- Story Summary:
- A Toadstool Tale by Beatrix Bloxam (an author famed for her banned series of Wizarding children's books because they have nauseated her readers). The House-Elf tells the tale of a young boy and his family's house-elf. It is inspired in part by the children's book Goodnight Moon and provides a possible reasoning for elf servitude. Warning: graphic violence.
Author's Note: This is a little inspired by Goodnight Moon by Margaret Wise Brown and Clement Hurd. The first half of the first sentence is directly taken from the story. I do not own Harry Potter or Goodnight Moon.
By Beatrix Bloxam.
In the great green room, there was a bed and a chair with rickety legs. A house-elf stood atop the chair, gesturing wildly and tugging at the curtains that framed the window. A little boy was nestled in the covers of the bed, smiling lazily, dazedly, happily. The approaching night was dark and cold, but the covers of his bed were safe and warm. The house-elf, Tinker, tugged harder at the curtains, and in the corner a potted Devil's Snare twisted and slithered away from the exposed rays of the sinking sun.
"Time for bed, time for bed," the house-elf chanted squeakily. "The sun is gone, the night is long and it is time for bed."
Mathus Trallock looked indignant. "Tinker," he argued, "I haven't yet said goodnight!"
The smile vanished from Tinker's face--just for a moment--and then returned. His whole face brightened and his eyes twinkled in the darkening room. "Yes, sir," he said. "Goodnight to me, goodnight to you, goodnight to room and--"
"Goodnight to room?" Mathus asked breathlessly, curious and wondering.
The house-elf faltered and the chair upon which he stood tittered under him.
"Goodnight to you," the boy spoke, experimentally, smilingly, "goodnight to me, goodnight to everything I see!"
Tinker hopped off the rickety chair and skipped in circles about the room, pointing at things he passed. "Goodnight key," his fingers ghosted over the tassels that hung from the heavy metal object, "and goodnight lock!"
In the corner the Devil's Snare twisted ever upward toward the night, pausing only to bow shallowly at the elf as it passed, shouting, "Goodnight plant and goodnight clock!"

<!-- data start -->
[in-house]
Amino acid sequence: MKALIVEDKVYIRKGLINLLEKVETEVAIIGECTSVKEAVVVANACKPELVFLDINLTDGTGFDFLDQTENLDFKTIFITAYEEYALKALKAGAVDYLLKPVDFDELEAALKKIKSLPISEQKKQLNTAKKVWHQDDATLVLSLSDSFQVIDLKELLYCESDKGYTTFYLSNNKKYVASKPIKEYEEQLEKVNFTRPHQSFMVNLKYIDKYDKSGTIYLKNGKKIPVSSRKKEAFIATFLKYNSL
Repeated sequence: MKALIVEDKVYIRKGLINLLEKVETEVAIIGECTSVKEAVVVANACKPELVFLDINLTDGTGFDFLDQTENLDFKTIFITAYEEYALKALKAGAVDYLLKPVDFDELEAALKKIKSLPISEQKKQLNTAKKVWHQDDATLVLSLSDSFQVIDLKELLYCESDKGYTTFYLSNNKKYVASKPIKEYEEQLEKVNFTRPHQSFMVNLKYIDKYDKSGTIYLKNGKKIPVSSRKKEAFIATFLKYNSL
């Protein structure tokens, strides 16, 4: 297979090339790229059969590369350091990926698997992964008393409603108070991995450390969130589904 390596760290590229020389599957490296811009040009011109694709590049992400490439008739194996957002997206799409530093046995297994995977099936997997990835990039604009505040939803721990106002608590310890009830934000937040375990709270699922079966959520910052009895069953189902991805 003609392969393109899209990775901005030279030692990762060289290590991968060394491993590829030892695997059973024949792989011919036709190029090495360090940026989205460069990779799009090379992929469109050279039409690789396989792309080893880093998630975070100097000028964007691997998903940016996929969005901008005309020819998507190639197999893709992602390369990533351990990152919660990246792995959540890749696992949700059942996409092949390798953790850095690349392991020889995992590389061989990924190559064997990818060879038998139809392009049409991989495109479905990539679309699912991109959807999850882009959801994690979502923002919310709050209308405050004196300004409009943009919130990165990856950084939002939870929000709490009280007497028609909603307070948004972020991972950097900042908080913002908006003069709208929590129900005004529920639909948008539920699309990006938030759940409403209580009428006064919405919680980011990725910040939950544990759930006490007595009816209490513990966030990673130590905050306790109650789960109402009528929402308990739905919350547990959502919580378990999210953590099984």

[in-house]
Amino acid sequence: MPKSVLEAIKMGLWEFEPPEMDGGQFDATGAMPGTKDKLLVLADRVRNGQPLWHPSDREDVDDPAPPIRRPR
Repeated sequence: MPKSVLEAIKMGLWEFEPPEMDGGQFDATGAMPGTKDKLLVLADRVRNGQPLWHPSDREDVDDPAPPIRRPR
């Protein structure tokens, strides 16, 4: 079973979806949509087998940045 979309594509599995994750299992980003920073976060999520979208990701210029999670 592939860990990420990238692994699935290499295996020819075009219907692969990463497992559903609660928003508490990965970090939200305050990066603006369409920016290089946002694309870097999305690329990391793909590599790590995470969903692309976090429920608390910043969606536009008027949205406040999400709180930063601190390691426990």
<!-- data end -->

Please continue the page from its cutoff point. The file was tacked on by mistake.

Finally, the house-elf stopped, facing the framed portrait of the boy's parents on the wall. "Goodnight to portrait!" He pointed at the large faces of the boy's parents on the wall, their eyes warm and lips twisted in kind, pleasant smiles. "Goodnight to parents, goodnight to eyes and nose, goodnight to fingers, and to toes!" The house-elf grinned toothily.
Mathus relaxed back onto the pillows and spoke, "Goodnight mother and goodnight father--"
The boy was interrupted by the whisper of cloth and the clicking of a door being opened. Tinker had moved to another corner of the room. "Goodnight to parents!" he repeated loudly, the closet door behind him. "Tell them yourself!" Tinker pointed toward the inside of the closet, his ugly arms holding back a bundle of shirts and sweaters that shielded the view. "Goodnight to parents, from this elf!"
Inside the closet were the boy's parents, the skin and muscle and sinew of their chests and shoulders sliding messily over the coat hangers from which they hung. Their eyes dangled from their sockets and the words "good" and "night" were carved brilliantly into their bare, mangled stomachs.
Mathus screamed and the house-elf crawled toward him, licking his teeth. The palms of his hands now left puddles of blood on the floor.
"Goodnight, boy," he chirped, pushing the hair back from the boy's forehead, trails of blood sliding down Mathus' cheek like tears. The boy froze and whimpered, his throat raw from screaming and his eyes burning with uncomprehending tears. Tinker continued, cooing gently.
"Goodnight to you. Goodnight, goodnight, farewell, adieu!"
Mathus trembled as the house-elf's hands fell to his neck, twisting it sharply until an audible, sickening snap was heard. All fell still and silent, the only noise in the room the echoes of the ripping and tearing and slicing and biting as the house-elf was all the while rocking the limp body of the boy in his arms.